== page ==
This policy addresses the use of implantable cardioverter defibrillator (ICD) devices as stand-alone interventions, not as combination devices to treat heart failure (ie, cardiac resynchronization devices) or in combination with pacemakers. Unless specified, the policy statements are referring to transvenous ICDs.
Indications for pediatric ICD use are based on American College of Cardiology/American Heart Association/Heart Rhythm Society (ACC/AHA/HRS) guidelines published in 2008, which acknowledged the lack of primary research in this field on pediatric patients. These indications derive from nonrandomized studies, extrapolation from adult clinical trials, and expert consensus.
Criteria for ICD Implantation in Patients With Cardiac Ion Channelopathies
Individuals with cardiac ion channelopathies may have a history of a life-threatening clinical event associated with ventricular arrhythmic events such as sustained ventricular tachyarrhythmia, after reversible causes, in which case they should be considered for ICD implantation for secondary prevention, even if they do not meet criteria for primary prevention.
Criteria for ICD implantation in patients with cardiac ion channelopathies are derived from results of clinical input, a 2013 consensus statement from the HRS, European Heart Rhythm Association (EHRA), and the Asia-Pacific Heart Rhythm Society on the diagnosis and management of patients with inherited primary arrhythmia syndromes, 2013 guidelines from the ACC, AHA, HRS, the American
Indications for consideration for ICD implantation for each cardiac ion channelopathy are as follows:
NOTE: For congenital LQTS, patients may have one or more clinical or historical findings other than those outlined above that may, alone or in combination, put them at higher risk for sudden cardiac death. These may include patients with a family history of sudden cardiac death due to LQTS, infants with a diagnosis of LQTS with functional 2:1 atrioventricular block, patients with a diagnosis of LQTS in conjunction with a diagnosis of Jervell and Lange-Nielsen syndrome or Timothy syndrome, and patients with a diagnosis of LQTS with profound QT prolongation (>550 ms). These factors should be evaluated on an individualized basis by a clinician with expertise in LQTS when considering the need for an ICD implantation.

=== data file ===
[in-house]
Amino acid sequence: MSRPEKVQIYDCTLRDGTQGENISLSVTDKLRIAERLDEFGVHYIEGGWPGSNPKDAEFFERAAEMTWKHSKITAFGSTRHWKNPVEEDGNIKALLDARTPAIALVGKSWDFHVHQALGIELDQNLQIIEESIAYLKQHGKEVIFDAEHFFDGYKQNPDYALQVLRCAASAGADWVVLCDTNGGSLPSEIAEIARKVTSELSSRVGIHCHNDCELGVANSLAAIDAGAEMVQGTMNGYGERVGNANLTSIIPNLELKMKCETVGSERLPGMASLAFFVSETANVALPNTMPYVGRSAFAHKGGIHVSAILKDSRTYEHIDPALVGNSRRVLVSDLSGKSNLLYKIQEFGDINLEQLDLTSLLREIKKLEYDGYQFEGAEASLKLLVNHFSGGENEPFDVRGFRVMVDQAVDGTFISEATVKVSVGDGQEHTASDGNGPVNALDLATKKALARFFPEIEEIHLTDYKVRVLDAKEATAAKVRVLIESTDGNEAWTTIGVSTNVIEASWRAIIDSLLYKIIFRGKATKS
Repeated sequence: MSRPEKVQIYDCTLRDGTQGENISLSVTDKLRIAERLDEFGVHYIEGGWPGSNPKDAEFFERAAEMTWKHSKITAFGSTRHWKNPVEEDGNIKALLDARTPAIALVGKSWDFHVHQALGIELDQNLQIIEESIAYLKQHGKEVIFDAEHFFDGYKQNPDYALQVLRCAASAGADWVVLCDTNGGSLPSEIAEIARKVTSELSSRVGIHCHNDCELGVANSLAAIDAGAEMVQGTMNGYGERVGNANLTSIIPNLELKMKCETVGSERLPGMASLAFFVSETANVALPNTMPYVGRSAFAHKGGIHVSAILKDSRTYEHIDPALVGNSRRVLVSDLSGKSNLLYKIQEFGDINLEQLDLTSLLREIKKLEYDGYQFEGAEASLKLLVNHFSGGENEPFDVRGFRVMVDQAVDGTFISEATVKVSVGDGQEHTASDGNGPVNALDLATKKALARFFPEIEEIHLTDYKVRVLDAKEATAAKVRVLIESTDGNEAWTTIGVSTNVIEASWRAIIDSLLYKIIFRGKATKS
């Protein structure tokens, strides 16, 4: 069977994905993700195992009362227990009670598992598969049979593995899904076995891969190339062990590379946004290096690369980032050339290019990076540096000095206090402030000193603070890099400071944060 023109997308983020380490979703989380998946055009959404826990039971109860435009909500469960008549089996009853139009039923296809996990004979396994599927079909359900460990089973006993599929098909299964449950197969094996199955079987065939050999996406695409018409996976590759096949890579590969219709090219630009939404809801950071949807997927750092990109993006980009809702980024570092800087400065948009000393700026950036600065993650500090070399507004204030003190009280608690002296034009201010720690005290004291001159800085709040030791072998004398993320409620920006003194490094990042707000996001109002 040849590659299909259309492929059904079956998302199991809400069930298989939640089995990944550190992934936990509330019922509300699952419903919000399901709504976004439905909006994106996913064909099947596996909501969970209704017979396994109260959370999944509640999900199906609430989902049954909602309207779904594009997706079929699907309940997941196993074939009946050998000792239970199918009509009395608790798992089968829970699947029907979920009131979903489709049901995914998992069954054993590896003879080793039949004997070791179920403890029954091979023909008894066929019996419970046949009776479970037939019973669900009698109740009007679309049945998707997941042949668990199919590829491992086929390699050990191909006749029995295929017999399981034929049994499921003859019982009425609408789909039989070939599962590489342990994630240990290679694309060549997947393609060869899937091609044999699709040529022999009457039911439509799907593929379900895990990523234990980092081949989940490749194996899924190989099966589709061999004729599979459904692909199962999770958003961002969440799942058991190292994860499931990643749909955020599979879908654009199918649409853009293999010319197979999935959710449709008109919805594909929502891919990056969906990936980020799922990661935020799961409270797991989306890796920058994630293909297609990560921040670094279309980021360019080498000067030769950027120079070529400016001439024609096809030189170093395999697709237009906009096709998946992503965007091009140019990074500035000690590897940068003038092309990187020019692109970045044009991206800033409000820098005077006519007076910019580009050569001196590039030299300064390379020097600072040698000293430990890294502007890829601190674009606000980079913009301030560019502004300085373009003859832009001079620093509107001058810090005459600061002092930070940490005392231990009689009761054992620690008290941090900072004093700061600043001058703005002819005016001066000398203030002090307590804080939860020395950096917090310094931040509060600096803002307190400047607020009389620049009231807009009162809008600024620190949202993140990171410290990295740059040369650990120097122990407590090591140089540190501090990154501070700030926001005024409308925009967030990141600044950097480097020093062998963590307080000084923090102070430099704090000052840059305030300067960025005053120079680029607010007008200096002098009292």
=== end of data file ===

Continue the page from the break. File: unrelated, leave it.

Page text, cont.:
Medically Necessary is defined as those services, treatments, procedures, equipment, drugs, devices, items or supplies furnished by a covered Provider that are required to identify or treat a Member's illness, injury or Nervous/Mental Conditions, and which Company determines are covered under this Benefit Plan based on the criteria as follows in A through D:
A. consistent with the symptoms or diagnosis and treatment of the Member's condition, illness, or injury; and
B. appropriate with regard to standards of good medical practice; and
C. not solely for the convenience of the Member, his or her Provider; and
D. the most appropriate supply or level of care which can safely be provided to Member. When applied to the care of an Inpatient, it further means that services for the Member's medical symptoms or conditions require that the services cannot be safely provided to the Member as an Outpatient.
For the definition of Medically Necessary, “standards of good medical practice” means standards that are based on credible scientific evidence published in peer-reviewed medical literature generally recognized by the relevant medical community, and physician specialty society recommendations, and the views of medical practitioners practicing in relevant clinical areas and any other relevant factors. BCBSMS makes no payment for services, treatments, procedures, equipment, drugs, devices, items or supplies which are not documented to be Medically Necessary. The fact that a Physician or other Provider has prescribed, ordered, recommended, or approved a service or supply does not in itself, make it Medically Necessary.
Investigative is defined as the use of any treatment procedure, facility, equipment, drug, device, or supply not yet recognized as a generally accepted standard of good medical practice for the treatment of the condition being treated and; therefore, is not considered medically necessary. For the definition of Investigative, “generally accepted standards of medical practice” means standards that are based on credible scientific evidence published in peer-reviewed medical literature generally recognized by the relevant medical community, and physician specialty society recommendations, and the views of medical practitioners practicing in relevant clinical areas and any other relevant factors. In order for equipment, devices, drugs or supplies [i.e, technologies], to be considered not investigative, the technology must have final approval from the appropriate governmental bodies, and scientific evidence must permit conclusions concerning the effect of the technology on health outcomes, and the technology must improve the net health outcome, and the technology must be as beneficial as any established alternative and the improvement must be attainable outside the testing/investigational setting.